By Lisa Seachrist

Cerezyme and Ceredase continued to fuel earnings growth as Genzyme General announced that, by the end of the second quarter, shareholders will receive a dividend of shares in the newest division of Genzyme Corp., Genzyme Surgical Products.

The Cambridge, Mass.-based company, which is the main division of Genzyme Corp., is moving its surgical products to a division with its own tracking stock, which will begin trading in the second half of this year, in an effort to highlight the profitable therapeutics business.

¿This allows shareholders to more clearly see that Genzyme General¿s focus is on therapeutics,¿ said Henri Termeer, chairman and CEO of Genzyme Corp. ¿For the new surgical division, in contrast to start-up companies, it will start with a significant shareholder base. We expect those to be redistributed, but we hope in the end a number will keep their interest.¿

Compared to the first quarter of last year, Genzyme General reported that earnings were up 23 percent, to $0.38 per diluted share, and net income was up 30 percent, to $32.5 million, for the first quarter 1999. Total revenues for the quarter topped out at $178.1 million and gross profits came in at $125.0 million ¿ increases of 16 and 27 percent, respectively.

Overall, the company slightly exceeded earnings expectations, said Jon Alsenas, managing director at ING Baring Furman Selz LLC, in New York.

¿The company¿s earnings were within people¿s expectations,¿ Alsenas said. ¿What¿s been hurting them is that the market doesn¿t like uncertainty and, until the analysts¿ meeting in May, we won¿t know how the new surgical division will affect Genzyme General.¿

Termeer maintains that creating Genzyme Surgical Products, which ¿ like Genzyme Molecular Oncology and Genzyme Tissue Repair ¿ will have its own tracking stock, will ensure that Genzyme General¿s earnings aren¿t pulled down by the more developmental-stage products on which the surgical division is focusing.

The revenues from therapeutics were up 24 percent, to $118.9 million, for the first quarter of 1999, compared to $95.6 million in the first quarter of 1998. The enzyme replacement therapies for Gaucher¿s disease, Cerezyme and Ceredase, accounted for $113.8 million, a growth of 22 percent. The recombinant Cerezyme has almost completely replaced the natural version of the enzyme, Ceredase, and accounted for 95 percent of these sales.

Other therapeutic sales include Thyrogen, a diagnostic tool for thyroid cancer screening, which is co-marketed in the U.S. with Knoll Pharmaceutical Co., of Mt. Olive, N.J., and was launched in January. RenaGel Capsules for end-stage renal disease, and lipids and peptides for drug delivery, were also parts of the $4.9 million in revenue not associated with the Gaucher¿s products.

First-quarter revenues from surgical products grew 18 percent compared to the same period last year, to $30.1 million. Sales of Sepra products for the prevention of surgical adhesions, including Seprafilm Bioresorbable Membrane, increased 58 percent this quarter compared to first quarter last year.

When the company creates Genzyme Surgical Products, Sepra products will be part of the new division. The new division will focus on cardiovascular disease and ¿biosurgery,¿ said Duke Collier, president of Genzyme Surgical Products.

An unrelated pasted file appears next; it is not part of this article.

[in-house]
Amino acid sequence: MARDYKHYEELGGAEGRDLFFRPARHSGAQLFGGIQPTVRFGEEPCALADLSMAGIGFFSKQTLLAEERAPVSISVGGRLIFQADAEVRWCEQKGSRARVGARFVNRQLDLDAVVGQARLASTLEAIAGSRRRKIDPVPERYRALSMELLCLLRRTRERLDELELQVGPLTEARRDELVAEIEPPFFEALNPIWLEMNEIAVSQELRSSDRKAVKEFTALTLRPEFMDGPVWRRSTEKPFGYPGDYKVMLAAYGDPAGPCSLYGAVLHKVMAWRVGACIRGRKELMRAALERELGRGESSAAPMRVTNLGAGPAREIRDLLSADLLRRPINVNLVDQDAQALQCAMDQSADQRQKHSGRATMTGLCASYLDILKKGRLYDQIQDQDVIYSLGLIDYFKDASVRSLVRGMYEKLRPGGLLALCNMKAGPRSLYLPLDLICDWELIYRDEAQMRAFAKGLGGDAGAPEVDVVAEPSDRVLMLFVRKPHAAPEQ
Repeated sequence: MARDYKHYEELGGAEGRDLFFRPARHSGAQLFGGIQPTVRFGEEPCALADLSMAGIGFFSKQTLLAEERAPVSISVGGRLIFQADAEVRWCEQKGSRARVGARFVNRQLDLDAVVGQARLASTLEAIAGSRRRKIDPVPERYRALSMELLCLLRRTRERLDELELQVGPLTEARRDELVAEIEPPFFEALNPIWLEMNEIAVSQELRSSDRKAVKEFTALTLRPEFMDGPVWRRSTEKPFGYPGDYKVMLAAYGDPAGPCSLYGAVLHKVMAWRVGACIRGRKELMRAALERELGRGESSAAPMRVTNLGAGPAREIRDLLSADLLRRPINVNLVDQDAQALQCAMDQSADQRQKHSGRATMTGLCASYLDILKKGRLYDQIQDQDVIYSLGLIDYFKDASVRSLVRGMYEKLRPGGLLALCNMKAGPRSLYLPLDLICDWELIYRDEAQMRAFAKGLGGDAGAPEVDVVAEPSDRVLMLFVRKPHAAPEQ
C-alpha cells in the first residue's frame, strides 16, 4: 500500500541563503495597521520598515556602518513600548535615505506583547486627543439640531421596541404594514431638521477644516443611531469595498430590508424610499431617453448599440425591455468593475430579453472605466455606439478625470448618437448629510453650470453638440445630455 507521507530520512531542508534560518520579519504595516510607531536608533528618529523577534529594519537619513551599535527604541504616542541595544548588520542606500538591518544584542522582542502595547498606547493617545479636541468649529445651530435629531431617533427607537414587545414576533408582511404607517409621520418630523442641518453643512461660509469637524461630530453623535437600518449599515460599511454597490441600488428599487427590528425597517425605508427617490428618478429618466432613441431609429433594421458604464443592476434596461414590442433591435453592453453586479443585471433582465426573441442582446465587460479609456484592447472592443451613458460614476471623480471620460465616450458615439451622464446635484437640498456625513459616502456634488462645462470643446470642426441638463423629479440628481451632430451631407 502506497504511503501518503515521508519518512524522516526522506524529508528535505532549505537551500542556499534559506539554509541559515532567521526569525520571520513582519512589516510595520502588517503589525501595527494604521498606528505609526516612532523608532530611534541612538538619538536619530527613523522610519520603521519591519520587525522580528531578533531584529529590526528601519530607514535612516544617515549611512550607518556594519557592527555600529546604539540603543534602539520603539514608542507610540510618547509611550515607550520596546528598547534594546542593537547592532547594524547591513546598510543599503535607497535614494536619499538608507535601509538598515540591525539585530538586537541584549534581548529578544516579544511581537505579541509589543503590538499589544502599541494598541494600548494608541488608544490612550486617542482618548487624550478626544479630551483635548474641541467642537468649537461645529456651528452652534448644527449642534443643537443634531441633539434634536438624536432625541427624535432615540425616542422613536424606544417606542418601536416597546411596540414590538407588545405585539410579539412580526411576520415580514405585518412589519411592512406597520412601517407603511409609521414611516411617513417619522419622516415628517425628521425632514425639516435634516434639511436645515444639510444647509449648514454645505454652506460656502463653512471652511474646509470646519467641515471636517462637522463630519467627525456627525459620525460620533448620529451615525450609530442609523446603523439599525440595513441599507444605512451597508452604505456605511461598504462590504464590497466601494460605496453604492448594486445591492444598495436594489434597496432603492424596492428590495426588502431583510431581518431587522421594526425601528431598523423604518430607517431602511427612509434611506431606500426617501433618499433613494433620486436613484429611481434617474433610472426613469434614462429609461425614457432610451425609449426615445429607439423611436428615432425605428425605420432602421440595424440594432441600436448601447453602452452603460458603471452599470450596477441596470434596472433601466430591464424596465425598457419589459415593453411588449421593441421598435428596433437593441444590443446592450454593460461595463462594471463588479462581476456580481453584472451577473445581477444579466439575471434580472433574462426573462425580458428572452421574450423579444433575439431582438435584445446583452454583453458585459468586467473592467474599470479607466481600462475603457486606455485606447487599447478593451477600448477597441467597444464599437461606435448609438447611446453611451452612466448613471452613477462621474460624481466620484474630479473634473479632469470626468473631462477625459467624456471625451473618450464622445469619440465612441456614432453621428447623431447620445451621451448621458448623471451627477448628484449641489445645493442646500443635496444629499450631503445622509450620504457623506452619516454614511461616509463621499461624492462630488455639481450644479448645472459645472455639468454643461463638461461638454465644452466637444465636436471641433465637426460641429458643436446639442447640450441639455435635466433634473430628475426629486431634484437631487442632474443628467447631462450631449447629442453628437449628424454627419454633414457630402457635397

Collier said that, for coronary artery disease, the solutions are largely mechanical, such as coronary bypass surgery and angioplasty. For congestive heart failure, the treatments are largely palliative. However, many research groups in academia and industry as well as at Genzyme have begun looking toward cellular and genetic treatments to increase the contractility of heart muscle or to increase blood flow to the heart.

¿Most of the new cellular and genetic therapies are going to be used in conjunction with mechanical interventions,¿ Collier said. ¿Biosurgery is the convergence of mechanical and biological approaches to surgery and interventional procedures.¿

Collier said Genzyme is well-suited to taking a lead in this burgeoning field of medicine, because the company has an established medical device business and top-notch biotechnology. The company produces instruments for minimally invasive surgery, and is developing a cell therapy that transplants a patient¿s own heart cells to aid a failing heart. It is also conducting Phase II studies of GeneGraft, a product designed to promote the growth of blood vessels in heart tissue that has been deprived of oxygen. ¿We have a blended portfolio that really takes some of the best of both worlds,¿ Collier said.

In addition to revenues generated from therapeutics and surgical products, Genzyme General posted revenues of $28.6 million in the first quarter of 1999 for diagnostic products and services. This figure is down from $30.5 million in the same quarter of 1998 because Genzyme sold its research products business to Techne Corp., of Minneapolis, in July 1998. Excluding the research products, the diagnostic product sales increased 17 percent .

Genzyme Molecular Oncology (GMO), a division of Genzyme Corp., posted earnings of $1.6 million, compared to $2.6 million in the first quarter of 1998. GMO had a net loss of $7.1 million, or $0.56 per share, compared to $6.5 million, or $1.66 per share, for the first quarter of 1998.

Genzyme General¿s stock (NASDAQ:GENZ) closed Thursday at $39.687, down $0.562. Genzyme Molecular Oncology¿s stock (NASDAQ:GZMO) ended the day at $3.312, down $0.25. n